Institute of Psychiatry
Psychology and Neuroscience
King's College
London
SE5 8AF
United Kingdom

Additional identifiers

EudraCT number

ClinicalTrials.gov number

Protocol/serial number

N/A

Study information

Scientific title

A randomised controlled trial to examine the effectiveness of oxytocin to improve treatment for anorexia nervosa

Acronym

Study hypothesis

Primary Aim. To assess the efficacy of repeated dosing with intra-nasal oxytocin (IN­OT) versus placebo in treating core eating disorder psychopathology and in improving response to nutritional rehabilitation across 28 days of inpatient treatment.

Hypothesis 1: Patients treated with daily IN¬OT (36 IU per day) will show greater improvements in core eating disorder psychopathology and disordered eating behaviours with greater gains in BMI across inpatient treatment.

Secondary Aims: To assess the efficacy of the first and final daily dose of IN­OT in reducing food related anxiety in response to a high ­energy snack.
Hypothesis 2: Oxytocin (OT) treated patients will display lower levels of pre snack anxiety, show reduced levels of salivary cortisol and alpha-­amylase in anticipation of a high energy snack compared to patients who received placebo after the initial dose and after repeated dosing with IN­OT.

Aim 3: To assess the effects of repeated dosing with IN­OT on motivation and cognition during inpatient nutritional rehabilitation treatment for AN.
Hypothesis 3: Patients receiving repeated treatment with IN­OT will display improved motivation to change and reduced cognitive rigidity relative to placebo after 28 days of inpatient treatment.

Aim 4: To assess the long­term impact of chronic (4 weeks) IN­OT treatment on 1, 6 and 12 month outcomes.
Hypothesis 4: IN­OT­ treated patients will show continued gains, less service utilisation (days in hospital, medical and emergency presentations) and improved functional outcomes at 1, 6 and 12 months compared to those in the placebo group.

Ethics approval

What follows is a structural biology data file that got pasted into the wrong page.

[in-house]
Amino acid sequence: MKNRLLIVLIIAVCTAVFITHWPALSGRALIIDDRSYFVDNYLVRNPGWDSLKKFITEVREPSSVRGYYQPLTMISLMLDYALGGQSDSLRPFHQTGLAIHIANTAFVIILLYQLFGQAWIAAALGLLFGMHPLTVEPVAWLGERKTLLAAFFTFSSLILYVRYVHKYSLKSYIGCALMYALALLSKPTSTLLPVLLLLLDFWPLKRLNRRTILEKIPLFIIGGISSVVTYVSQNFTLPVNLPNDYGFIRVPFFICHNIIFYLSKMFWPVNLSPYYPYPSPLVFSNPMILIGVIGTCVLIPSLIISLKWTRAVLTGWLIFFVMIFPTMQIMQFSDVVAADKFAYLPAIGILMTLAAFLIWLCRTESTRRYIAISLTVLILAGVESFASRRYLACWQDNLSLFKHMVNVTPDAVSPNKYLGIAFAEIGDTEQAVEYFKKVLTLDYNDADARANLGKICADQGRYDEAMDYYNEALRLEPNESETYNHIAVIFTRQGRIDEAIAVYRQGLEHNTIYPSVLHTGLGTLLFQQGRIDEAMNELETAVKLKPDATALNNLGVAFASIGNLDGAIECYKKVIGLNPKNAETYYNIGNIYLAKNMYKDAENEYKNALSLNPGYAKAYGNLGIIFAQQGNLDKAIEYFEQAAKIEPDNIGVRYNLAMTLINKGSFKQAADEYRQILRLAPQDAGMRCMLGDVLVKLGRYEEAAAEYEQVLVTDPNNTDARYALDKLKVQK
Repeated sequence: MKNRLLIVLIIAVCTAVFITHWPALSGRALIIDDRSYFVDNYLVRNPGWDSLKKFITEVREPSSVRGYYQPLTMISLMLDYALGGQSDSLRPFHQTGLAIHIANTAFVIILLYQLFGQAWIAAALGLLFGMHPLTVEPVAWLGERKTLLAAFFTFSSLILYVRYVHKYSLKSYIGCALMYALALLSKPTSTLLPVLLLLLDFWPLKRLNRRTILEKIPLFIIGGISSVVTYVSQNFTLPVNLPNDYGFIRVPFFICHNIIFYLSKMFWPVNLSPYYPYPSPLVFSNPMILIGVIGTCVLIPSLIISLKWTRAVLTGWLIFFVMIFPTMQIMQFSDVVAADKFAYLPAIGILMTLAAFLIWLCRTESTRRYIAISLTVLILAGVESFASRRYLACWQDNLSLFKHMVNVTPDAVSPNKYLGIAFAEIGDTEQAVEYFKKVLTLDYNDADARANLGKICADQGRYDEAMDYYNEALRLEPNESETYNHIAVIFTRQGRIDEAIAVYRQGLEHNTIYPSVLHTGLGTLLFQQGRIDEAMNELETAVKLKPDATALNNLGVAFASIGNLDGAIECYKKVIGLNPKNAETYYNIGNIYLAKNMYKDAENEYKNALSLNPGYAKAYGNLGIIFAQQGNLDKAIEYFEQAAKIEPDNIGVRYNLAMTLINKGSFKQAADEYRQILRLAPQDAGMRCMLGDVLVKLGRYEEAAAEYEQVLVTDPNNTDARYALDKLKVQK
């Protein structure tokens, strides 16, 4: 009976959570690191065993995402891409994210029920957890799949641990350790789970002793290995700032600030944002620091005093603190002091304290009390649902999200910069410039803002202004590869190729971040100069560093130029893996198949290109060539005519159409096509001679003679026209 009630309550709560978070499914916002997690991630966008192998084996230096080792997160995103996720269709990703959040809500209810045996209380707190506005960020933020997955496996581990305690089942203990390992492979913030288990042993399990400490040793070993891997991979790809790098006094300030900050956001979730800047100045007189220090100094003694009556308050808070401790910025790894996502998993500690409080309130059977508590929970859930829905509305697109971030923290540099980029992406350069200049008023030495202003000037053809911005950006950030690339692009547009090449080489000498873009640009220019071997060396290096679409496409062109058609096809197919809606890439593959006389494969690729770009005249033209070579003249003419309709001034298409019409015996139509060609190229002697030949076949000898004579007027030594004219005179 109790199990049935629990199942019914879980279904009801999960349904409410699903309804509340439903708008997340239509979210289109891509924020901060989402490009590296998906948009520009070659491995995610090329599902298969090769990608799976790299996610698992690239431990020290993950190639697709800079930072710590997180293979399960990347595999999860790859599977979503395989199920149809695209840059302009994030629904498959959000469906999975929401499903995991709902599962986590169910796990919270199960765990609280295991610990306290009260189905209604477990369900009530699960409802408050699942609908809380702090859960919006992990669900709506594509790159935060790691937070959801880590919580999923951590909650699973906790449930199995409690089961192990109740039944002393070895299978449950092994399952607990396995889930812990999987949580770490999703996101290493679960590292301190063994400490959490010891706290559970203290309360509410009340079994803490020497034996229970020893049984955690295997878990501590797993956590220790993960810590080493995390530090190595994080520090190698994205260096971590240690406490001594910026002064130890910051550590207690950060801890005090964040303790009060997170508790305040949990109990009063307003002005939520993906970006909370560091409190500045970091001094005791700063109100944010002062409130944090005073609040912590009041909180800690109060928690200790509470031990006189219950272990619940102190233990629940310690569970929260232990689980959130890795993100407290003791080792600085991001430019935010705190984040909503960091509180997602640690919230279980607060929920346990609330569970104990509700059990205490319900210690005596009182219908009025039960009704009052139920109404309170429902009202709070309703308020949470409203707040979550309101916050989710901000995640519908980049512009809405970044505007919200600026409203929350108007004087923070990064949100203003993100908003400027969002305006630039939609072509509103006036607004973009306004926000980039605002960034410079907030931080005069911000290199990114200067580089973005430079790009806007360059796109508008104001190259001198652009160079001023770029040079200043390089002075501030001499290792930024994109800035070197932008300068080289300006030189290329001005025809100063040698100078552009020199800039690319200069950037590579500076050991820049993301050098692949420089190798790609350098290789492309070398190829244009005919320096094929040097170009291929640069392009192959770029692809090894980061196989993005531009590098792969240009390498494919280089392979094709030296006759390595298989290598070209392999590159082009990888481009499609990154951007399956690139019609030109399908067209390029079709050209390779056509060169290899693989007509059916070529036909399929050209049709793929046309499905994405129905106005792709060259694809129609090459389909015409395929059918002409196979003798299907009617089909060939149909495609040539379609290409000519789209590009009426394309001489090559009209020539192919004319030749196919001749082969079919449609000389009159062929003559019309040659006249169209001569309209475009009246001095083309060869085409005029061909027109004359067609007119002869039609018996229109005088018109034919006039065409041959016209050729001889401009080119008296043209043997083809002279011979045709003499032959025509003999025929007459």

Not provided at time of registration

Study design

A randomized double blind placebo-controlled trial

Primary study design

Interventional

Secondary study design

Randomised controlled trial

Trial setting

Hospitals

Trial type

Treatment

Patient information sheet

Not available in web format, please use contact details to request a participant information sheet

Condition

Anorexia nervosa.

Intervention

This project will use a randomized double blind placebo-controlled design to compare the effects of repeated twice daily-dosing of intra-nasal oxytocin as an adjunct to inpatient nutritional rehabilitation treatment. Both oxytocin and placebo arms will receive standard inpatient treatment. The average minimum inpatient treatment stay of 4 weeks (28 days) will be used as the intervention period to ensure compliance with dosing and to minimise drop-outs. Participants will 36 IU of oxytocin delivered in two daily (18IU each) doses intra-nasally for the entire 4 weeks. Embedded within the overall design, will be a Single Dose Study whereby the effects of the first and final dose (57th dose) of oxytocin on anxiety and stress related to feeding, and disordered eating behaviour, will be specifically evaluated.

Intervention type

Biological/Vaccine

Phase

Drug names

Primary outcome measures